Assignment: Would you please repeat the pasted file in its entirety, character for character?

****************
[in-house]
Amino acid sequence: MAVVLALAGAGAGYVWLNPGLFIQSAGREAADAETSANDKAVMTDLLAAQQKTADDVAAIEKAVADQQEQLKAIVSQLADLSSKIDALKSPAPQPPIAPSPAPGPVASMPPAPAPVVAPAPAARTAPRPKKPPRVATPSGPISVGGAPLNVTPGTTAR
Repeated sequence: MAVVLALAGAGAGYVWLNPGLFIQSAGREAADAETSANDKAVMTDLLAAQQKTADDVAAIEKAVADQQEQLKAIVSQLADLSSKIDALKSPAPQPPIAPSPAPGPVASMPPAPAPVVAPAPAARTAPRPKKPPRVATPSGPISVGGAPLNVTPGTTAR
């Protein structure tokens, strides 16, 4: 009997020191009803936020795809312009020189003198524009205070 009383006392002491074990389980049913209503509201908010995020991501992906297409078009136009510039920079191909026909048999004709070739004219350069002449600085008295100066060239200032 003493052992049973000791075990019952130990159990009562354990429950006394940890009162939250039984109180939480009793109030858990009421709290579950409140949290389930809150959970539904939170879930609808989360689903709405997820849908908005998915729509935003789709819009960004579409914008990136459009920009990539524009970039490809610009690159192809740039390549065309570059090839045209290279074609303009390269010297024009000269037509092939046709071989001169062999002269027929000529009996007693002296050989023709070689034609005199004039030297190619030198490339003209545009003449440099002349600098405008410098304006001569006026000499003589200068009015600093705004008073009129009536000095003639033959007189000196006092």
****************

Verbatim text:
[in-house]
Amino acid sequence: MAVVLALAGAGAGYVWLNPGLFIQSAGREAADAETSANDKAVMTDLLAAQQKTADDVAAIEKAVADQQEQLKAIVSQLADLSSKIDALKSPAPQPPIAPSPAPGPVASMPPAPAPVVAPAPAARTAPRPKKPPRVATPSGPISVGGAPLNVTPGTTAR
Repeated sequence: MAVVLALAGAGAGYVWLNPGLFIQSAGREAADAETSANDKAVMTDLLAAQQKTADDVAAIEKAVADQQEQLKAIVSQLADLSSKIDALKSPAPQPPIAPSPAPGPVASMPPAPAPVVAPAPAARTAPRPKKPPRVATPSGPISVGGAPLNVTPGTTAR
């Protein structure tokens, strides 16, 4: 009997020191009803936020795809312009020189003198524009205070 009383006392002491074990389980049913209503509201908010995020991501992906297409078009136009510039920079191909026909048999004709070739004219350069002449600085008295100066060239200032 003493052992049973000791075990019952130990159990009562354990429950006394940890009162939250039984109180939480009793109030858990009421709290579950409140949290389930809150959970539904939170879930609808989360689903709405997820849908908005998915729509935003789709819009960004579409914008990136459009920009990539524009970039490809610009690159192809740039390549065309570059090839045209290279074609303009390269010297024009000269037509092939046709071989001169062999002269027929000529009996007693002296050989023709070689034609005199004039030297190619030198490339003209545009003449440099002349600098405008410098304006001569006026000499003589200068009015600093705004008073009129009536000095003639033959007189000196006092």